Academies Bulletin (June 2014): An Update on Risk Protection Arrangements
The DfE has now released the draft membership Rules for the RPA for academies. This article considers the position and advises a way forward.
Under the Risk Protection Arrangements (RPA) rules (available here), there are two main categories of insurance obligations:
- insurances you are required to have by law, and
- insurances you have contractually agreed to a third party to have.
Of course, there are many insurance products available that you might want to have, but are not obliged to have.
Insurances you are required to have by law
In relation to the first category, questions have mainly focused on employers' liability and motor vehicle insurances, but please remember there can be other compulsory insurances. The EFA has confirmed that it will be managing an exemption to the statutory obligation to hold employers' liability insurance and scheme members will receive a certificate of exemption when they join the RPA. Motor vehicle insurances are specifically excluded from the RPA for academies, so those would have to be purchased separately as normal.
Insurances you have contractually agreed to a third party to have
The second category includes leases and land arrangements. Leases, licences and other property documents usually include an express obligation from one party to the other to insure the property. As previously mentioned in most academy 125 year leases, the Academy Trust is obliged to the Local Authority to insure and breach of the obligation would permit the Local Authority to terminate the lease. In subleases from the Academy Trust to a third party (for example back to the LA or to a children's centre etc.) the Academy Trust may well have agreed to insure the whole site. Often a document will require not only that the Academy Trust insures, but also that the Local Authority or other third party will be named or have their interest noted on the insurance policy.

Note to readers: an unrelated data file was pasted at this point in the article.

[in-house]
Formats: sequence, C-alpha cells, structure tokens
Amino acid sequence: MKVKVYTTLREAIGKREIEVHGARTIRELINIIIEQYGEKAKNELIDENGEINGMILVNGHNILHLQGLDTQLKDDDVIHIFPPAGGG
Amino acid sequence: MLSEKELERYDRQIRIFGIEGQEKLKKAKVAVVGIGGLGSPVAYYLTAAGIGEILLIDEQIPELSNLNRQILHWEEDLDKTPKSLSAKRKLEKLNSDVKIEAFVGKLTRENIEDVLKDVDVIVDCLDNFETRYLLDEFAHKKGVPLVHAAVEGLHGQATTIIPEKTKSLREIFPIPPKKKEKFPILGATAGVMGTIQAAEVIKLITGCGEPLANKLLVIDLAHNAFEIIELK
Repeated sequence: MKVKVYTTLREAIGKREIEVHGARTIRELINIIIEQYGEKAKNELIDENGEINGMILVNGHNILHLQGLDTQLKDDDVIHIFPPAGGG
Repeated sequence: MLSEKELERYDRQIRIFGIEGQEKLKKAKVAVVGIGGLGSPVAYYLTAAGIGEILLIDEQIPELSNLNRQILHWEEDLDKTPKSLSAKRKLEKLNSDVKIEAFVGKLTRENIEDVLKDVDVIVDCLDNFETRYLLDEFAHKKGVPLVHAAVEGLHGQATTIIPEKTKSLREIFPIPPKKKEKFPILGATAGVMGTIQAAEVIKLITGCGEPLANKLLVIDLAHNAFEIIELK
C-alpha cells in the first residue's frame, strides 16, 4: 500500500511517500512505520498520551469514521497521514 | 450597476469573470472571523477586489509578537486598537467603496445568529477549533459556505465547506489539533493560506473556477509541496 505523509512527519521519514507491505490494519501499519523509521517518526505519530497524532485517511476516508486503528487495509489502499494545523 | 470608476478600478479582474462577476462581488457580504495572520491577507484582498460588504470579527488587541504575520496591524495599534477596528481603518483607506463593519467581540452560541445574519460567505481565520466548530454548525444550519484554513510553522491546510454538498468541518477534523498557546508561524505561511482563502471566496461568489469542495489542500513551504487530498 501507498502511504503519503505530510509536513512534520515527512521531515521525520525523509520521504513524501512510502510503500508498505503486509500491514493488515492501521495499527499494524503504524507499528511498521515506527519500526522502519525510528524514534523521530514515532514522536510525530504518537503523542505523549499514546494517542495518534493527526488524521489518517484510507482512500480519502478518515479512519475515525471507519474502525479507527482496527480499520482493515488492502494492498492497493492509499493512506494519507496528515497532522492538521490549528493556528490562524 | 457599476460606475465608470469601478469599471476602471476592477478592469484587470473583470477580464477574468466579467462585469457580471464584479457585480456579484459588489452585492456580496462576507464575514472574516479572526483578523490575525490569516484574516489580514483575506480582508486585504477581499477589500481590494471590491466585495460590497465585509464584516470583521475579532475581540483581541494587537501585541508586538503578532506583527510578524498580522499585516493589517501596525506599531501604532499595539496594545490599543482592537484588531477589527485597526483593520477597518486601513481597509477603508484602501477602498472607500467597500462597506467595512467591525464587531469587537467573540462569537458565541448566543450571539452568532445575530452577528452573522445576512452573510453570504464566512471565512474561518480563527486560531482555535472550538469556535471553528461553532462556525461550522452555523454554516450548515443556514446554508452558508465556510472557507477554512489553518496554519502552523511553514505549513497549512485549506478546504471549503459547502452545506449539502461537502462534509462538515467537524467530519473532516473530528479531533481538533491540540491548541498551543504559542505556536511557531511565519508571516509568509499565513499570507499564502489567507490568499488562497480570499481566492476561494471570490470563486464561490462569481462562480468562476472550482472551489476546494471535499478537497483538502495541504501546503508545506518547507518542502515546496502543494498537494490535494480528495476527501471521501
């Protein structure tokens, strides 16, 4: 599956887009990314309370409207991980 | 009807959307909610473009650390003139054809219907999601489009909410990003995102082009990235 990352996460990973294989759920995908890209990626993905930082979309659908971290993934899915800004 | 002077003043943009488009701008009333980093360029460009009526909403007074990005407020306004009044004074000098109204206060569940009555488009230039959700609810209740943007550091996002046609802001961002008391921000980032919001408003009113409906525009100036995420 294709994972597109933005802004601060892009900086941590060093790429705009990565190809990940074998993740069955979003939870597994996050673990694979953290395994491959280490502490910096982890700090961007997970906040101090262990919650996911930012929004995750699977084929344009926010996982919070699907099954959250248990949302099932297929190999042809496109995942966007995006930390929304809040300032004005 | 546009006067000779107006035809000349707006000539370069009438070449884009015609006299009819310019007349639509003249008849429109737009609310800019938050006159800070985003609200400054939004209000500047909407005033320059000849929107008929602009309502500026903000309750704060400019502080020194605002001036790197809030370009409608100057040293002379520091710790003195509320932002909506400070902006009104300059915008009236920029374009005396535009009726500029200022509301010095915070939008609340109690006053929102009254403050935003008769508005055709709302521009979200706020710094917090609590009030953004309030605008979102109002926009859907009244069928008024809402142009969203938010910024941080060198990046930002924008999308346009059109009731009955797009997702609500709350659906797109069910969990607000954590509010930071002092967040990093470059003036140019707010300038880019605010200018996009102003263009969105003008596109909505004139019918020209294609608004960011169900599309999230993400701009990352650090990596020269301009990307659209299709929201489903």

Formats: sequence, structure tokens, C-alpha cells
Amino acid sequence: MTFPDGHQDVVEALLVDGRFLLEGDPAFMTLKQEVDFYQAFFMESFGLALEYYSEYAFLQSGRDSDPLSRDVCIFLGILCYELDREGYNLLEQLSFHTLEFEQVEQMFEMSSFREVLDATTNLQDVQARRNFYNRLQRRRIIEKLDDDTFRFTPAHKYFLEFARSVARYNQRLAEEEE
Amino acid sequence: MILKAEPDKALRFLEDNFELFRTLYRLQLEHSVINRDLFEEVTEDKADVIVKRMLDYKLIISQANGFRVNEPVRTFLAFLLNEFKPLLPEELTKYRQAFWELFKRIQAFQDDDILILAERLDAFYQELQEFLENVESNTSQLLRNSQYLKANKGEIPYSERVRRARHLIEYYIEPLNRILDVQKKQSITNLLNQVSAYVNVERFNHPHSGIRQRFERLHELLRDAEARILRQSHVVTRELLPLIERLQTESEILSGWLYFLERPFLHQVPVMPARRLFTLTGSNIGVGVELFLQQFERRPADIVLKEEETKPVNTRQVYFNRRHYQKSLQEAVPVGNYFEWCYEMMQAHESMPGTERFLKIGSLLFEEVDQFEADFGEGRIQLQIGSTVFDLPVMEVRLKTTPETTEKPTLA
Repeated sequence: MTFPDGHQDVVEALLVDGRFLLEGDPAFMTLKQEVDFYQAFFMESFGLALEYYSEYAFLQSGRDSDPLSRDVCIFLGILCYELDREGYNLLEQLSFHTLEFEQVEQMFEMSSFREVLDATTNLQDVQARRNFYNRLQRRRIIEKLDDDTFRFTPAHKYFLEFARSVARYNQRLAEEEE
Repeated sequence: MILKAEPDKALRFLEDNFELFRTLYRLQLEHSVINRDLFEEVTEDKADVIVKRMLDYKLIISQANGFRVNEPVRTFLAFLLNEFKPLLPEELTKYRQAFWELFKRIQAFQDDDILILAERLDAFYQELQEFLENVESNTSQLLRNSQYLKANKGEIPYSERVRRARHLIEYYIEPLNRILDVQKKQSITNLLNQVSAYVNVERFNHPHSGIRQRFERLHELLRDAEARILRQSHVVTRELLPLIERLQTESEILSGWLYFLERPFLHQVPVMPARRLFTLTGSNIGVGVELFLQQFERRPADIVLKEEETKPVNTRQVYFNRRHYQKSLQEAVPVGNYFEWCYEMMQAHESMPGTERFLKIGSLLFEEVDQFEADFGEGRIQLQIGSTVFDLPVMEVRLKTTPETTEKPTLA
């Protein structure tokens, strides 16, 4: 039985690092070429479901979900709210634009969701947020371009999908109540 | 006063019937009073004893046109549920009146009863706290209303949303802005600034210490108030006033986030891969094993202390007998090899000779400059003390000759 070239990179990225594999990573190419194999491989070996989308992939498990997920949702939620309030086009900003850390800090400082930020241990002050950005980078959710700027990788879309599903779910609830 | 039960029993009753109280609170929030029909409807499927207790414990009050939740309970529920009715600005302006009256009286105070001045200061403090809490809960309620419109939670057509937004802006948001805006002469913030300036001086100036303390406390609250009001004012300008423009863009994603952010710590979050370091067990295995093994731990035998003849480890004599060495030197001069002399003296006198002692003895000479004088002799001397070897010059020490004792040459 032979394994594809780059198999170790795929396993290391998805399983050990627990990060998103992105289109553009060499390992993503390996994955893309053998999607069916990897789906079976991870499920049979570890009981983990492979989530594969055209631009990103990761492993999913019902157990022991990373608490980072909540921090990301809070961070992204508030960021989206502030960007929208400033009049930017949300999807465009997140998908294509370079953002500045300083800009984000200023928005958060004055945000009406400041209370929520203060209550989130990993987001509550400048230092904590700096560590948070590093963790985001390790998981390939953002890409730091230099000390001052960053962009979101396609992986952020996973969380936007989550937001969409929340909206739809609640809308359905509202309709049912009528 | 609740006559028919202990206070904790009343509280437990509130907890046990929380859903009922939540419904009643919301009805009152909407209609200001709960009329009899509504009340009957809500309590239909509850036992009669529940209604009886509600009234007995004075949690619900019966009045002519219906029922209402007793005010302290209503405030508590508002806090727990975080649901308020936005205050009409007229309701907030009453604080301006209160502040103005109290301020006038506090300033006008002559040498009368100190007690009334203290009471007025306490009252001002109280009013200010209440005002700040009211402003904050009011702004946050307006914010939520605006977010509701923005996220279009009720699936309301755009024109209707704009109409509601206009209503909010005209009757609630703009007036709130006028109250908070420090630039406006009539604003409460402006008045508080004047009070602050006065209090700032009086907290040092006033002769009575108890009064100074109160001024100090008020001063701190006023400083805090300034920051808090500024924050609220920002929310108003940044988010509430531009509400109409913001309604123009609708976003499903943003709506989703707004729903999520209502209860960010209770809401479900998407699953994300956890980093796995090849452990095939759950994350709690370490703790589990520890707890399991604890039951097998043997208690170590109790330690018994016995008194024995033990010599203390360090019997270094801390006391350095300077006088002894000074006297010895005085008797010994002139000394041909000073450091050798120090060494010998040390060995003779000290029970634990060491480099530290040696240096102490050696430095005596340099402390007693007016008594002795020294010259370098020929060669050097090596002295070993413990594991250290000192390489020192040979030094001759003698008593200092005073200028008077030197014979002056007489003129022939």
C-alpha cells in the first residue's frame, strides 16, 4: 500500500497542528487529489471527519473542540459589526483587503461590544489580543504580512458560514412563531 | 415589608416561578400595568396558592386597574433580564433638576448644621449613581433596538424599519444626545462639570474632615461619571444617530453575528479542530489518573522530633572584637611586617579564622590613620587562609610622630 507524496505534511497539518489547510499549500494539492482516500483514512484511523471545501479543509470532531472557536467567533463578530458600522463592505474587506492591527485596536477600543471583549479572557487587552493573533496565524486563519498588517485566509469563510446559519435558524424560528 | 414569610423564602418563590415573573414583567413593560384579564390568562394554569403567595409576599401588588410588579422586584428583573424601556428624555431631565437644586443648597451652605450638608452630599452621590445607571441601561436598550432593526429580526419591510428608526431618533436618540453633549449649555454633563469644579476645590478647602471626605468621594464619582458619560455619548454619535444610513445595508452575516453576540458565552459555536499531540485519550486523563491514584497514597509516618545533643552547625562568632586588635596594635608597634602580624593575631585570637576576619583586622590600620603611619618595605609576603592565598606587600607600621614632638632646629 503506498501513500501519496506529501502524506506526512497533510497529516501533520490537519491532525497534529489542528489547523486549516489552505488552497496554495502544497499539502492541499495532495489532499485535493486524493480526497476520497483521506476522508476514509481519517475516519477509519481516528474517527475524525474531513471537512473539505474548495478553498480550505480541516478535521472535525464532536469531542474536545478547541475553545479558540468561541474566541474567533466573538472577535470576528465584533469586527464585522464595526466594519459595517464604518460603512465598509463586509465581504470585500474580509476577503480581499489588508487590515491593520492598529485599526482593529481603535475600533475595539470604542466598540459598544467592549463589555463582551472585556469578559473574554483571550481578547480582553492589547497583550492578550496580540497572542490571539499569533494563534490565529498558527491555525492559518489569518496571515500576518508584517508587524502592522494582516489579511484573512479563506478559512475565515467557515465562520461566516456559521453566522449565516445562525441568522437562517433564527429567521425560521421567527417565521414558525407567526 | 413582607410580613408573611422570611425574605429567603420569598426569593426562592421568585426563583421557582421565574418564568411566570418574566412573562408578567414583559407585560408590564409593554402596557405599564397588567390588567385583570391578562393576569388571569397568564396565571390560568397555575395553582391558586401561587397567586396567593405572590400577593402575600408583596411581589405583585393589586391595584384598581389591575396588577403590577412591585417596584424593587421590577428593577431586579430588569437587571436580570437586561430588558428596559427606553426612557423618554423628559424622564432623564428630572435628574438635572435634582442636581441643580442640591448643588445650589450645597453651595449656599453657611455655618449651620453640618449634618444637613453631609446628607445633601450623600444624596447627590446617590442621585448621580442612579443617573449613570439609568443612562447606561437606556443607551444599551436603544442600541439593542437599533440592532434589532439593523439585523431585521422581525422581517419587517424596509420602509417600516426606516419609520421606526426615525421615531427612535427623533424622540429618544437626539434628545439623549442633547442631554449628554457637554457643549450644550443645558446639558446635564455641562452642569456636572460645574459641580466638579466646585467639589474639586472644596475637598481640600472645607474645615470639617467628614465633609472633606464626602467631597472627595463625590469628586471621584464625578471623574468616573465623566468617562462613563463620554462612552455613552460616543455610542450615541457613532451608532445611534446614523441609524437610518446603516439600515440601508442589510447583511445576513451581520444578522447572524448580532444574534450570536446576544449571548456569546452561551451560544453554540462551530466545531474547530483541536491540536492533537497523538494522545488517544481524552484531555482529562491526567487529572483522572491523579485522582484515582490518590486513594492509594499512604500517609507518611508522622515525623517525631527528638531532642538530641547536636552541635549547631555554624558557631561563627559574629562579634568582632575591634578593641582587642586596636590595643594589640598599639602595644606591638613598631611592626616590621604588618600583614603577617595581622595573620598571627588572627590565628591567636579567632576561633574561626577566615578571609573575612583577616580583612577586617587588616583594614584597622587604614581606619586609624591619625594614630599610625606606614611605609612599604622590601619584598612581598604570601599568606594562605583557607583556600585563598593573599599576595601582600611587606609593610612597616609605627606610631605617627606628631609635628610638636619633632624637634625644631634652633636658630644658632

Where are we now?
The EFA have told Wrigleys and confirmed on the Gov.uk website that "DfE is developing a solution to support academies to reassure landlords that the RPA will provide equivalent or improved cover than existing commercial insurance arrangements". Although we have discussed some possible strategies with the EFA we do not yet have any final details on what the "solution" will be.
One potential solution is for the DfE to fund the costs of varying leases and they are looking into the potential cost implications of that proposalat the moment. Varying the lease obligations would need to be done before or at the point of entering the RPA to avoid there being a breach. If you entered the RPA first without insurance then there would be a breach until a variation was agreed. A breach of an insurance obligation is usually a fundamental breach entitling termination of the contract.
The bottom line is that if Local Authorities or other third parties are not happy with the RPA or their position under the arrangements then they could potentially terminate arrangements or require you to take out insurance for the particular obligation anyway.There are other possible consequences, but those are the most likely ones.